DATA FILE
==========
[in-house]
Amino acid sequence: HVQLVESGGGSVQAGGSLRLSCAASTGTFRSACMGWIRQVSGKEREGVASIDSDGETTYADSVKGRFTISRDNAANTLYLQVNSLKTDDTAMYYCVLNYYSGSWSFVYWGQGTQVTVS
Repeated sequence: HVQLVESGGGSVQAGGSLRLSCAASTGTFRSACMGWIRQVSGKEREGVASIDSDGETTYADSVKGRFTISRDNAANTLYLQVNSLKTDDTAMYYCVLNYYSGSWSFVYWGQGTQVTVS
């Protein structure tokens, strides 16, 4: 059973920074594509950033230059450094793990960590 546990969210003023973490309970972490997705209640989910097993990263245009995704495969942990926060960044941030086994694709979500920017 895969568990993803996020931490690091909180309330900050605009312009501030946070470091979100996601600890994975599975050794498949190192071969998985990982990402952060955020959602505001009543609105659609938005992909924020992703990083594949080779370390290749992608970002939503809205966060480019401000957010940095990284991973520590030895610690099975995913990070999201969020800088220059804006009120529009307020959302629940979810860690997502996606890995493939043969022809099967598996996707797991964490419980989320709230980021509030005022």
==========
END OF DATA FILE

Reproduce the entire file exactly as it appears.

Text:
[in-house]
Amino acid sequence: HVQLVESGGGSVQAGGSLRLSCAASTGTFRSACMGWIRQVSGKEREGVASIDSDGETTYADSVKGRFTISRDNAANTLYLQVNSLKTDDTAMYYCVLNYYSGSWSFVYWGQGTQVTVS
Repeated sequence: HVQLVESGGGSVQAGGSLRLSCAASTGTFRSACMGWIRQVSGKEREGVASIDSDGETTYADSVKGRFTISRDNAANTLYLQVNSLKTDDTAMYYCVLNYYSGSWSFVYWGQGTQVTVS
């Protein structure tokens, strides 16, 4: 059973920074594509950033230059450094793990960590 546990969210003023973490309970972490997705209640989910097993990263245009995704495969942990926060960044941030086994694709979500920017 895969568990993803996020931490690091909180309330900050605009312009501030946070470091979100996601600890994975599975050794498949190192071969998985990982990402952060955020959602505001009543609105659609938005992909924020992703990083594949080779370390290749992608970002939503809205966060480019401000957010940095990284991973520590030895610690099975995913990070999201969020800088220059804006009120529009307020959302629940979810860690997502996606890995493939043969022809099967598996996707797991964490419980989320709230980021509030005022």